The other piece for us is also, “How are we making our content as shareable as possible?” Like in Pinterest, one of the things that we discovered is that our pins have an amazing lifespan! So much more than any other social channel.
We actually made an intentional decision to move away from campaign-based content in Pinterest. Because the campaign would be over and we would see the related Pinterest content reemerge after a year, it created a really questionable SEO experience because it could lead to a broken link or to a not immediately relevant page.
When we’re linking through Pinterest to other pages, we think about the long term to make sure the integrity of the link and value the search engines give to them remain. We discovered that when you apply SEO keyword research principles at Pinterest, you win. And conversely, to think about Pinterest as a source of SEO juice, as Google starts to take it more seriously. And then also, quite frankly, the more that Pinterest itself is used as a search engine, understanding how behaviors in Google are different from behaviors in Pinterest, if at all.
I think there’s some nuance that we’ve been exploring there around understanding the way that we post content, the language that we use on different channels, and the way it potentially impacts SEO. We have a new focus on SEO here at Whole Foods, and I’m really excited to get to work even more closely with the person who is running that team. Because I think there are some real opportunities there and I’m not sure that everybody realizes the power of SEO that you can get on social if you’re just understanding the data and running tests. I think we’ve really just scratched the surface on it.
Eric: We’ve done a lot of testing around social and SEO here, and we are fairly well convinced that the primary impact is an indirect impact, and the links and the self-filled shares themselves don’t really bring direct value. Among other things, they have no follow tags on them. The notion of an easily shareable link can lead to things which nobody would debate as being SEO-signals, such as people writing about it and doing stuff.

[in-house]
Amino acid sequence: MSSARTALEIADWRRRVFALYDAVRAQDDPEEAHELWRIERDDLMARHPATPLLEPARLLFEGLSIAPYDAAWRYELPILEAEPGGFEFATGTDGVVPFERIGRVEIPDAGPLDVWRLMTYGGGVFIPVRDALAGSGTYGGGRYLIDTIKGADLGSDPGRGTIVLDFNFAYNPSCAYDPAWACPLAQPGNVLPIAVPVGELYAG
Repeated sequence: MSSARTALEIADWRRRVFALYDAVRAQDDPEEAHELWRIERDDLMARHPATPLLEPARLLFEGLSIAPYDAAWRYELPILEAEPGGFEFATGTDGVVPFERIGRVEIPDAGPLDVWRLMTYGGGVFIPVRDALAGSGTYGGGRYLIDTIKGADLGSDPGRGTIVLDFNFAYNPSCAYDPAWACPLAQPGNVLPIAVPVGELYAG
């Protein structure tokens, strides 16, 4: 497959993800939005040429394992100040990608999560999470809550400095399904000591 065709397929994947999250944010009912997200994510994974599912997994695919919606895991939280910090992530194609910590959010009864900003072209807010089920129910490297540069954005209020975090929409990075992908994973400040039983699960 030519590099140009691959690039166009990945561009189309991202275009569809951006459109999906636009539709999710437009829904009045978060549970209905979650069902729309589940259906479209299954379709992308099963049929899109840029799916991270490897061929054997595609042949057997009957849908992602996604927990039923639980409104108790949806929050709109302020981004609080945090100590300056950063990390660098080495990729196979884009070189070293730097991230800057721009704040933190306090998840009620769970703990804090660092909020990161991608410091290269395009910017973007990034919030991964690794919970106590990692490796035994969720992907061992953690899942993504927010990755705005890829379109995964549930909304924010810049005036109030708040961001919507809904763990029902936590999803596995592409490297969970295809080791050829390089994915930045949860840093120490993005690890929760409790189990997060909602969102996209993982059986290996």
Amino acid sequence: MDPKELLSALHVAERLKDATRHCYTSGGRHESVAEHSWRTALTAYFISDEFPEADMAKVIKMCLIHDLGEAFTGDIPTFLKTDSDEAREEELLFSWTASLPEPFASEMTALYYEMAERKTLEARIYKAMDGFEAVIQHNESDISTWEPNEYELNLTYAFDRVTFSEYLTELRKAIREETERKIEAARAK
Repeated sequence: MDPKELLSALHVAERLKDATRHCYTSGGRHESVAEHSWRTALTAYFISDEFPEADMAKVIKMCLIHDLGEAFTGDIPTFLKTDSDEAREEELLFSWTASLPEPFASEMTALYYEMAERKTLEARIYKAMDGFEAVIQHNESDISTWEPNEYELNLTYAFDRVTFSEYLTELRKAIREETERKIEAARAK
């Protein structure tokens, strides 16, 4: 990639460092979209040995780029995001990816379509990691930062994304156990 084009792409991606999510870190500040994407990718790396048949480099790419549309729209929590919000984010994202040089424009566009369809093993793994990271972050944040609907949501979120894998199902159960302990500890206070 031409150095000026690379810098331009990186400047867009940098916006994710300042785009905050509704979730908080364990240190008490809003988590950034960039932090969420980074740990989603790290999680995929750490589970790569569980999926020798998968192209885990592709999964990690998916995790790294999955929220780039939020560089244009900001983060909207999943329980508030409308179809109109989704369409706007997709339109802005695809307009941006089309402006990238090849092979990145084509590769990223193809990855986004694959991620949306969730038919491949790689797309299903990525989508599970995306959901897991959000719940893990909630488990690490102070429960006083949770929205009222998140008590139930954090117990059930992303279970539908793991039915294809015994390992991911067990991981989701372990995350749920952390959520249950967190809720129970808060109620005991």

There’s an enormous amount of power there that we leverage all the time with the people that we work with here.
Natanya: Yes, I just feel like there’s so much opportunity for discovery, to your point, that leads to the creation of experimental, SEO-friendly content. And who knows? At any point, Google could say, “Oh! All of a sudden we value this thing!” And everybody scrambles to try to feed the Google what it wants!
Eric: The really clear thing is that if you have strong social engagement with someone, they’re probably going to spend longer reading that article than somebody who came in from some other channel. Because you’ve been engaging with them regularly. “Oh, these are my friends at Whole Foods,” and they’re going to read that article about some vegan soup that’s rich in protein. And they’re going to spend four minutes on the article, and the average visitor might be there for a minute and a half. That’s just another one of those angles where I think social clearly interacts heavily with SEO, because the relationships are built. And no question that relationships, in one means or another, bring SEO benefit. Because it’s the same thing.
About Natanya Anderson
Natanya Anderson is the Director of Social Media, CRM, and Customer Care at Whole Foods Market. She has over 15 years of experience in digital communications strategy and execution grounded in a relentless focus on the customer. At Whole Foods Market, she is concentrating on how an extensive local digital footprint merges with a strong brand presence to create a unique customer experience that differentiates a brand, drives loyalty, and supports the retail experience.
Eric Enge leads the Digital Marketing practice for Perficient Digital. He designs studies and produces industry-related research to help prove, debunk, or evolve assumptions about digital marketing practices and their value. Eric is a writer, blogger, researcher, teacher, and keynote speaker and panelist at major industry conferences. Partnering with several other experts, Eric served as the lead author of The Art of SEO. Learn More About Eric Enge